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Enriched conditioning expands the regenerative ability of sensory neurons after spinal cord injury via neuronal intrinsic redox signaling

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Francesco De Virgiliis, Thomas H. Hutson, Ilaria Palmisano, Sarah Amachree, Jian Miao, Luming Zhou, Rositsa Todorova, Richard Thompson, Matt C. Danzi, Vance P. Lemmon, John L. Bixby, Ilka Wittig, Ajay M. Shah, Simone Di Giovanni

Original languageEnglish
Article number6425
JournalNature Communications
Issue number1
PublishedDec 2020

King's Authors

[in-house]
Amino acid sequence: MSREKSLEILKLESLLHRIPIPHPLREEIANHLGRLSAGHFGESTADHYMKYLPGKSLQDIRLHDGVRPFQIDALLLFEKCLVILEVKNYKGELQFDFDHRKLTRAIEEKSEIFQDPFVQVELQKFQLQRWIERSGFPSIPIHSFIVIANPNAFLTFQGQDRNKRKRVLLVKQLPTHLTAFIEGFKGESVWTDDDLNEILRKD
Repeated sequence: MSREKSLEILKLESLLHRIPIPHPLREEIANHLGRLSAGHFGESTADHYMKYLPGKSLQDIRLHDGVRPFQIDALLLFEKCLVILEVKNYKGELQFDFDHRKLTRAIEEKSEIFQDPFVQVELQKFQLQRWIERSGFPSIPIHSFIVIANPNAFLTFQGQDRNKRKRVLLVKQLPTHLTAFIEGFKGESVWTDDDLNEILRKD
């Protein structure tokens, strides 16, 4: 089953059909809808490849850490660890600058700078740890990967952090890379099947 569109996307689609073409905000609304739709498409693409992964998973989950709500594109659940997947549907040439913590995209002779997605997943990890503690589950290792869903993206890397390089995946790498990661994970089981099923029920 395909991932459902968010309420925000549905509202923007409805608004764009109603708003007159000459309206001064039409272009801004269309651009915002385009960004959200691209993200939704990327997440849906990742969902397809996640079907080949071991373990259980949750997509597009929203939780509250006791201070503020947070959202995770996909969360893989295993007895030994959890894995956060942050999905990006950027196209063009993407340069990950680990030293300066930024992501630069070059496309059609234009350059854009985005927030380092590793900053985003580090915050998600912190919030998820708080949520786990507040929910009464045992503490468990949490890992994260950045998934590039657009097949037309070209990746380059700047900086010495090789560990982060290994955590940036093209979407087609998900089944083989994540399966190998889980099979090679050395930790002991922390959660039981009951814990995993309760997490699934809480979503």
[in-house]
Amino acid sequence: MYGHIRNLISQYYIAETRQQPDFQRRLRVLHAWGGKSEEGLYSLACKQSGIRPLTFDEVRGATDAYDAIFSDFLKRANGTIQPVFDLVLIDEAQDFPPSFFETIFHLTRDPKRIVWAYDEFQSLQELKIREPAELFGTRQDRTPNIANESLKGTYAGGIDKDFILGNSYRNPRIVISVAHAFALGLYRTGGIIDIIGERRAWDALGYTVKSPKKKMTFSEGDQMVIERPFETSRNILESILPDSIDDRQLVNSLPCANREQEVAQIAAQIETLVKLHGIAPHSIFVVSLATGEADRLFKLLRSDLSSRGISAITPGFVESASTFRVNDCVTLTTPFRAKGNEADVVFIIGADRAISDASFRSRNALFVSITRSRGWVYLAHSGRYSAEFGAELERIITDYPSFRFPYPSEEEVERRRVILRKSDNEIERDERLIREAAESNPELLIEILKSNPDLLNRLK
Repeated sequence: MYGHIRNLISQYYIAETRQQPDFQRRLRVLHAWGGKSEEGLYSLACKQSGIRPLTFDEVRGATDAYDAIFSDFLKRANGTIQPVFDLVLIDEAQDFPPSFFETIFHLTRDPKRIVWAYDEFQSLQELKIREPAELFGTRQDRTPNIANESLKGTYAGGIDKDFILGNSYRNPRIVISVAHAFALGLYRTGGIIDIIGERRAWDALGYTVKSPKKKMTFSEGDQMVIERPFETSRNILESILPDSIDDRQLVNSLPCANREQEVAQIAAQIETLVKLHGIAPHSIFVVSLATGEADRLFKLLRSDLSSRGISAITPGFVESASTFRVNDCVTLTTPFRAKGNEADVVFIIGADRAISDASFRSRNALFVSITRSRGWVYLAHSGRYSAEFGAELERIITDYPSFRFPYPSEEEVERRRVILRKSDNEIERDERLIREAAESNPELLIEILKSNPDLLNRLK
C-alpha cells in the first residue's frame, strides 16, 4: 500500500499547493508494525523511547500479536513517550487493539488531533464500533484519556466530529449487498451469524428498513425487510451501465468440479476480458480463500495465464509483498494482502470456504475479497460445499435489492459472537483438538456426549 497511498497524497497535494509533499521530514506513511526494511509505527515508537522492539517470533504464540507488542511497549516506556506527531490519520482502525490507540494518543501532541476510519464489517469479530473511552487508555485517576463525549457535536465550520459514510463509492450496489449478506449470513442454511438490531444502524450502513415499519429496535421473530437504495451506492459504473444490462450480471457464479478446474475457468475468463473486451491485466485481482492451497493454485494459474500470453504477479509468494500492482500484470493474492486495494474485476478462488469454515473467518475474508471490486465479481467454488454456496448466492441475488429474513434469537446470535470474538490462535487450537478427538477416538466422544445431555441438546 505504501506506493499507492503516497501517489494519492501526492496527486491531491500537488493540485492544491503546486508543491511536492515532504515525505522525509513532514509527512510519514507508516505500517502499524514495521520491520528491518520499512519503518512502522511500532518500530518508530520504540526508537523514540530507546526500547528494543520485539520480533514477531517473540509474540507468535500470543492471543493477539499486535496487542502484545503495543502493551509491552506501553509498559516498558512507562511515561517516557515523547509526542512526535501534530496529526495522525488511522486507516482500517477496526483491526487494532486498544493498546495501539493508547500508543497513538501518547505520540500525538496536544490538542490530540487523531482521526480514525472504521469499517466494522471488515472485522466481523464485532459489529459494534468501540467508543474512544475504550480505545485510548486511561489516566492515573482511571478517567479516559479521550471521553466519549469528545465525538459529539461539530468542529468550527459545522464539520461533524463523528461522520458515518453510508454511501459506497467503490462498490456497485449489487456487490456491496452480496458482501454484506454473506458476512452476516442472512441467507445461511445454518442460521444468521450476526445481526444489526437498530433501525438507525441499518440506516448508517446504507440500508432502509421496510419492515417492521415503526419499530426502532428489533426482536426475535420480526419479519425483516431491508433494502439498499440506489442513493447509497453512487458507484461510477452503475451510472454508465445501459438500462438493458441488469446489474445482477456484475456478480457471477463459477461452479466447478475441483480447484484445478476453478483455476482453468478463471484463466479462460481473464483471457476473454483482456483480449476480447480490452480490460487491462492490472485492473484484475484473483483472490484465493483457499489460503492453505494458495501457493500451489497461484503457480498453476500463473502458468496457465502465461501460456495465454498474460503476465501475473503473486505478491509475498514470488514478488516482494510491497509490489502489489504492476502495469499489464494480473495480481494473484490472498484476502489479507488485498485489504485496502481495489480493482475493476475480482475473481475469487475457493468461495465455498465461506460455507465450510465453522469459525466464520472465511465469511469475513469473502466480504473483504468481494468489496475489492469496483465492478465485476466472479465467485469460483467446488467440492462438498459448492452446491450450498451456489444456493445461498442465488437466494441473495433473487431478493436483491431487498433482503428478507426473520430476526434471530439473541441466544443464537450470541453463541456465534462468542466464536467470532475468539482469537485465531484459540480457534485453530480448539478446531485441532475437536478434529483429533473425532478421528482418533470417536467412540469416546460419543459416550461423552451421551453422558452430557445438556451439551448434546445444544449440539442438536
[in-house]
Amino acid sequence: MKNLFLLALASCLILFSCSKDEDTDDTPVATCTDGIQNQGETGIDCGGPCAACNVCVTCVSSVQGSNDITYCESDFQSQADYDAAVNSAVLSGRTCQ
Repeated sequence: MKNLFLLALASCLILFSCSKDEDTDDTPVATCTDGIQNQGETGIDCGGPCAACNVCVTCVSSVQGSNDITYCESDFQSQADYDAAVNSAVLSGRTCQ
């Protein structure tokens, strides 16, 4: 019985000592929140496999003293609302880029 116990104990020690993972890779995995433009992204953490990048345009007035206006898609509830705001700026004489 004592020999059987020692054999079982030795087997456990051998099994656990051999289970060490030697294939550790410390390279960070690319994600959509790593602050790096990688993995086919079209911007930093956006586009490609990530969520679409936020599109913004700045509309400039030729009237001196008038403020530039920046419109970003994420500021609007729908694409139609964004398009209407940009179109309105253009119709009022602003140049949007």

Overcoming the restricted axonal regenerative ability that limits functional repair following a central nervous system injury remains a challenge. Here we report a regenerative paradigm that we call enriched conditioning, which combines environmental enrichment (EE) followed by a conditioning sciatic nerve axotomy that precedes a spinal cord injury (SCI). Enriched conditioning significantly increases the regenerative ability of dorsal root ganglia (DRG) sensory neurons compared to EE or a conditioning injury alone, propelling axon growth well beyond the spinal injury site. Mechanistically, we established that enriched conditioning relies on the unique neuronal intrinsic signaling axis PKC-STAT3-NADPH oxidase 2 (NOX2), enhancing redox signaling as shown by redox proteomics in DRG. Finally, NOX2 conditional deletion or overexpression respectively blocked or phenocopied enriched conditioning-dependent axon regeneration after SCI leading to improved functional recovery. These studies provide a paradigm that drives the regenerative ability of sensory neurons offering a potential redox-dependent regenerative model for mechanistic and therapeutic discoveries.

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